ITHACA, NY -- The artful musicians of Lúnasa decided on their name from the ancient Celtic harvest festival in honor of the Irish deity Lugh. Formed in 1997, the band had former members from a wide range of popular Irish groups. And since their inception, the group has had a commitment to intricate rhythms and sophisticated musical arrangements. The band has also collaborated with other iconic artists such as Natalie Merchant, Mary-Chapin Carpenter and Tim O’Brien. According to their website, the group has “since sold over a quarter of a million records and performed over 2,000 shows across 36 countries.” Below, bassist Trevor Hutchinson spoke about his experiences with the band and the upcoming live performance at Cornell University on March 18.

Ithaca Times: For decades Lúnasa has been performing Irish music and is known the world over for their sold out shows. But talk about the way you first began to perform Irish tunes and how you were drawn to music? How did you choose the instrument you now play with?

Trevor Hutchinson: My involvement in Irish music came later than the rest of the guys; I grew up listening to the Beatles and the Stones and played electric bass in rock bands for several years. It was through working with Sharon Shannon who had joined the Waterboys during my time with them that I got drawn into the Irish traditional genre. I also started playing upright bass at that time which I thought worked better with the overall sound.

IT: Can you talk about how you first joined Lúnasa and what was that like for you in the beginning with this band given your past work with other artists?

TH: Lúnasa was originally formed as a once off project for an Australian tour that I had been offered, so we put together a lineup and recorded a cd specifically for that tour, not realizing we would still be together 25 years later. It was interesting in that we had total control of the direction of the music with no record company or management input. So we made plenty of mistakes along the way but at least they were our mistakes and I think we learned a lot from the process.

IT: All the members of Lúnasa play with verve, but how does the group focus to keep moving ahead and come up with new directions such as with your last release titled “CAS”? What was that like for you and the other members of the group?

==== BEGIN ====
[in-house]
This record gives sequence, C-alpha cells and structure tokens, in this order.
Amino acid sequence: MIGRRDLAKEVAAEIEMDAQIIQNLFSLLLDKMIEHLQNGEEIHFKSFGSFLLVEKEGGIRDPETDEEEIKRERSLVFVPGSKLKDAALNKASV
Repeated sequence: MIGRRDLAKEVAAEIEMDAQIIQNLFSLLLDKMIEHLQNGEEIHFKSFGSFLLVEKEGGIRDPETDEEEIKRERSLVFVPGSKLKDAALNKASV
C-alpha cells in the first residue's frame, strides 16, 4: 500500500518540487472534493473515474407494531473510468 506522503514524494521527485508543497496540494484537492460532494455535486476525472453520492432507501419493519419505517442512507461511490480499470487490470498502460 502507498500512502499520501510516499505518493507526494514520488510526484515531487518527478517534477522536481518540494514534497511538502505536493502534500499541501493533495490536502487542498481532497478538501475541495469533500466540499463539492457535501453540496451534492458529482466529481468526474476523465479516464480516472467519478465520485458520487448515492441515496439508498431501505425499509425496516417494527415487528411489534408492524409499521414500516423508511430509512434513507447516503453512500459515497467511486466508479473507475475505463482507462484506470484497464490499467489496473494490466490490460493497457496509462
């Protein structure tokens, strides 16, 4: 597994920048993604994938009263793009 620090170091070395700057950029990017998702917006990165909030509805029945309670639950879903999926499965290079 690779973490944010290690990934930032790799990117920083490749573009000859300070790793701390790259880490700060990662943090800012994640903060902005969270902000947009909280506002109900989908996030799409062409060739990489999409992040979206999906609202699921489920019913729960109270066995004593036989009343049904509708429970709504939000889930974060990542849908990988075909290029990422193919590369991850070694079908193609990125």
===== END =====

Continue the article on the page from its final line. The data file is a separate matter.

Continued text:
TH: Every album is always a challenge trying to capture something of the live energy. We always had wanted to incorporate songs into our music and we took the opportunity to ask some artists that we had worked with over the years to collaborate on the album “CAS.” It was very refreshing to change the focus a little from jigs and reels etc. The songs required a softer, more ambient approach which I think balances well against the energy of the tunes.

IT: Is a new album possible in the next year?

TH: Now that we’re back on the road after two years we’ll hopefully start that conversation. The time off proved very difficult in terms of recording as we’re all scattered in different countries. We did manage a couple of online concerts but they were pretty challenging from a technical view.

IT: What will this coming performance at Cornell be like for you and what will be unique for you about it?

TH: We’re very much looking forward to the Cornell concert, we always have an amazing audience there and hopefully the energy we’ve experienced being back on the road will be even better by then. We also have our original fiddle player Sean Smyth back with us for this tour so that adds another dimension for us.

Lúnasa will perform at Cornell University’s Bailey Hall on Friday, March 18, at 8 p.m. For tickets, https://www.cornellconcertseries.com/lunasa-2022/

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